Cherry Jones is acknowledged as one of the finest actresses on the American stage. I saw her first in 1998 in “Pride’s Crossing” at Lincoln Center. She played a woman from childhood to dotage with no change in make-up, making you believe the age of her characters with the expressions and twists of her face and the angles and rhythms of her body and walk.
There are productions by which you can mark a moment in your life – the way you would treasure and recall an encounter with a loved one. This production will be that for anyone lucky enough to see it.
How can something be this delicate and this strong, so elusive and yet so tenacious? That question radiates from John Tiffany’s stunning production of Tennessee Williams’s “Glass Menagerie,” which opened on Thursday night at the Booth Theater and promises to be the most revealing revival of a cornerstone classic for many a year to come.
No ifs, ands or buts — “The Glass Menagerie” should break your heart.
The new Broadway revival starring Cherry Jones and Zachary Quinto cracks it wide open. The striking production also opens your eyes to fresh insights in Tennessee Williams’ mid-’40s breakthrough.
It’s a remarkable achievement, considering how familiar we’ve become with the drama of overbearing Amanda Wingfield, her fragile daughter, Laura, and restless son, Tom.
Memory is a delicate thing, not unlike a glass unicorn. Tennessee Williams’ memory play The Glass Menagerie, on Broadway through Jan. 5 in an exquisite production by director John Tiffany, is just as fragile, striking a delicate balance between realism and stylized abstraction.
The triumph of director Tiffany’s near-perfect realization of the Williams memory play is that, impressive as Jones is, she can’t be designated the first among equals. She’s working with three others who match her mood turn for mood turn. This is ensemble playing of high order.
Amanda Wingfield has once again been let loose on Broadway. But don’t worry, she won’t scare you this time.
The overbearing matriarch in Tennessee Williams’ semi-autobiographical classic The Glass Menageriecan, in the wrong hands, emerge as something of a monster. But as played by Cherry Jones in the magnificent and harrowing new revival (**** out of four) that opened Thursday at the Booth Theatre, she is most haunting for her robust but fragile humanity.
Her grown children — crippled, desperately shy Laura and Tom, an aspiring poet who supports them with mind-numbing factory work while longing to escape — may have suffered at her domineering hands. But Amanda never meant to oppress them, any more than she chose to be abandoned by their father years before. She is, she admits, “bewildered by life.”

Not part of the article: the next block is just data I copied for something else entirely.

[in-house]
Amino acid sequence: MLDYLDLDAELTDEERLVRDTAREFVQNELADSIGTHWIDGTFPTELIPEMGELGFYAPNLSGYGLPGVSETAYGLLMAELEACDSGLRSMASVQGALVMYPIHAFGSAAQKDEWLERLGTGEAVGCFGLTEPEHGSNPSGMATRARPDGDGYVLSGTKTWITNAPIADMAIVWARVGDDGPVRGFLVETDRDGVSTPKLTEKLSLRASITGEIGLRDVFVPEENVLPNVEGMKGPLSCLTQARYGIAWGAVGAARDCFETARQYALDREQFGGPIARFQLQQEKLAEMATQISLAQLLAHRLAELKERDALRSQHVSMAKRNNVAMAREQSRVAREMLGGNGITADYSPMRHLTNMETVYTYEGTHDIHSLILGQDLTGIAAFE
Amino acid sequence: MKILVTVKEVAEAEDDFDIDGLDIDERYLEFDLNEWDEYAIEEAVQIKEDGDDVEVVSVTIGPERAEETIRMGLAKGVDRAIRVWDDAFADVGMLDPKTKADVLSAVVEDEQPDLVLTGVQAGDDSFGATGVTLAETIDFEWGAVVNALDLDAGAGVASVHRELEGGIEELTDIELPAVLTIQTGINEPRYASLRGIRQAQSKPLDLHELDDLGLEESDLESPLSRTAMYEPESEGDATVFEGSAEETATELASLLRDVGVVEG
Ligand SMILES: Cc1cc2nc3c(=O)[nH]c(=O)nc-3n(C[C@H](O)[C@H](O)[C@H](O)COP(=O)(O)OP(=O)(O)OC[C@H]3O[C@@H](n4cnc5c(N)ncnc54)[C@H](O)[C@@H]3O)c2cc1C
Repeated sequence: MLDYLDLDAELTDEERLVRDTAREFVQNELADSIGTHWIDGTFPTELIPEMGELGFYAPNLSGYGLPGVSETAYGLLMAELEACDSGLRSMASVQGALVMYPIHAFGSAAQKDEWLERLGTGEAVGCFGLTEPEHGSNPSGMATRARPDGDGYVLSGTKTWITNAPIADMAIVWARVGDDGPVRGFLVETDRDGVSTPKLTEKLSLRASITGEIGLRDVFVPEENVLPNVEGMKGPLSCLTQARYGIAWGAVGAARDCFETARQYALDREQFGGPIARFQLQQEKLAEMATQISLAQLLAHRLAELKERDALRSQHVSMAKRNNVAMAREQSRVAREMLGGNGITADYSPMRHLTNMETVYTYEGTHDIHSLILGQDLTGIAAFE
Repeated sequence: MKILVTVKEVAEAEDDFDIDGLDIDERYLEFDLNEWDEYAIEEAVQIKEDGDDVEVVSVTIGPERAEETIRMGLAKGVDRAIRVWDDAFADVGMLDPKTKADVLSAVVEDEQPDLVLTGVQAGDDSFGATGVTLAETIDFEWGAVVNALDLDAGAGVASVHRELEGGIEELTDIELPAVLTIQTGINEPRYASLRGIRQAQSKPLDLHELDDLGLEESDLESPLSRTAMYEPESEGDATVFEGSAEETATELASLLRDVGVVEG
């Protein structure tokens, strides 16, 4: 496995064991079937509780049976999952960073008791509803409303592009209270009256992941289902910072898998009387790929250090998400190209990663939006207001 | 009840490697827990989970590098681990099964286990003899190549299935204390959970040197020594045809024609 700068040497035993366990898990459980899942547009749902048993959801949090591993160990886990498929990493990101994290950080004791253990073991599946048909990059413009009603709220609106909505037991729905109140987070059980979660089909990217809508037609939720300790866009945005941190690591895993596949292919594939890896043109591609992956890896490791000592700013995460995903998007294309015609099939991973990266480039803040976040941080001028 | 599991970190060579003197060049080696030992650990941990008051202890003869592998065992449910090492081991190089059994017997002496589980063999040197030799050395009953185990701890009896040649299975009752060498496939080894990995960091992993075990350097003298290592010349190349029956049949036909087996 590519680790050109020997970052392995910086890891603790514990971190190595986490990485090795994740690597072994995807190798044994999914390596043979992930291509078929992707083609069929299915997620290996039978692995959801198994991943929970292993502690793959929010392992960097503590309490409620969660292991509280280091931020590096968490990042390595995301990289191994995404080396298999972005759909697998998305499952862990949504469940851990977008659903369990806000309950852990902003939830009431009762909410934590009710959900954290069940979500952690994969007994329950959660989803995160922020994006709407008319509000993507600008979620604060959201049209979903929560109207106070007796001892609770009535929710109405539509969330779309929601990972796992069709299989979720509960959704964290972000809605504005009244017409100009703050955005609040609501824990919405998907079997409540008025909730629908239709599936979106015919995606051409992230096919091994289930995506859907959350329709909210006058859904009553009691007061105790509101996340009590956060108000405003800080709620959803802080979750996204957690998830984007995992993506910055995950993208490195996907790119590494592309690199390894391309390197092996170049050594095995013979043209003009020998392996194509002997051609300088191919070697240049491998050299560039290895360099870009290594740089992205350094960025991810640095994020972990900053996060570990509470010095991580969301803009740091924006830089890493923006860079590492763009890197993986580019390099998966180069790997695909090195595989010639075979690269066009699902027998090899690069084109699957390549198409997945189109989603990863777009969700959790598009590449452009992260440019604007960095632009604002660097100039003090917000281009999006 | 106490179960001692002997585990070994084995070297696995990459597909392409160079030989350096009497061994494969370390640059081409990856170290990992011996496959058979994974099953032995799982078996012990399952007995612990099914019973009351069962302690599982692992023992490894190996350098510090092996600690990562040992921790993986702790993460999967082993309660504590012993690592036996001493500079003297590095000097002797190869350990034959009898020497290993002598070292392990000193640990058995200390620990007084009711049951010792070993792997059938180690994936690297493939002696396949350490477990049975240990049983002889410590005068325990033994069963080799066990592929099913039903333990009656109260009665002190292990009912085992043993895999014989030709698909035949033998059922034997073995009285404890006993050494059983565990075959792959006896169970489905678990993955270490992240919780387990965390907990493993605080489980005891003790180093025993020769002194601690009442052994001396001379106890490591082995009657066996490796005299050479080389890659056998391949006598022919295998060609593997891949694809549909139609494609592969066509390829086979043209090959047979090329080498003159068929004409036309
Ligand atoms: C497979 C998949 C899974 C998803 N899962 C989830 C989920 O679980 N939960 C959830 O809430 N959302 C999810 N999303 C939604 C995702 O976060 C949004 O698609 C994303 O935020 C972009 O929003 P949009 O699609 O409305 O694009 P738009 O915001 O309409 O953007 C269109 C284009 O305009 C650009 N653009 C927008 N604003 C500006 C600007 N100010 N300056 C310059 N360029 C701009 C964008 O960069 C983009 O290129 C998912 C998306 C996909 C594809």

The movement is small, abrupt and oddly graceful for an act of clumsiness. It happens so fast that you’re surprised that you didn’t miss it. Then again, how could you have?
Because with that quick, backward step, which occurs during Tom Wingfield’s opening monologue in the gorgeous new production of “The Glass Menagerie” at the American Repertory Theater, something both momentous and commonplace has happened.
The epigraph that Tennessee Williams provided for his semi-autobiographical 1944 play “The Glass Menagerie” is the last line of a poem by E.E. Cummings: “Nobody, not even the rain, has such small hands.”
That could be Tom Wingfield’s tribute to Laura, the sister he tries, in vain, to leave behind. Were Williams alive to see the new production by the American Repertory Theater, however, he might have turned to T. S. Eliot’s suggestion, in “Burnt Norton,” that “all time is eternally present.”
Memory floats on a giant plane of regret in American Repertory Theater’s epic and intimate production of “The Glass Menagerie,” trapped forever between a shimmering black sea and an endless void that even an infinite fire escape can’t reach.
Why is the American Repertory Theatre producing a play as familiar and often staged as Tennessee Williams’ “The Glass Menagerie?”
It’s a natural question that’s partly answered by the fact that they’ve cast one of their founding members, the superb actress Cherry Jones, in the role of Amanda Wingfield, the matriarch of the play.
The luminous physical beauty of the production staged by the American Repertory Theater, coupled with carefully crafted performances by its performers, makes this a Glass Menagerie to be cherished.
It’s no secret that Tennessee Williams is one of the most talented playwrights of all time, and “The Glass Menagerie” (1944) is among his best works. But is among his best works. But to take a masterpiece and give it new life takes great innovation and talent — and that’s just what director John Tiffany did this past Wednesday in the American Repertory Theater’s showing at the Loeb Drama Center in Cambridge.
There is no cabinet filled with small glass animals in John Tiffany’s rethinking of “The Glass Menagerie” at the American Repertory Theater; instead there is one piece – the unicorn that proves so crucial to the plot. That may sound strange; after all, Tennessee Williams’ famous “memory play” is rooted in a theatrical naturalism that requires that the Depression-era St. Louis apartment that Amanda Wingfield shares with her son Tom and daughter Laura to be claustrophobic and very real.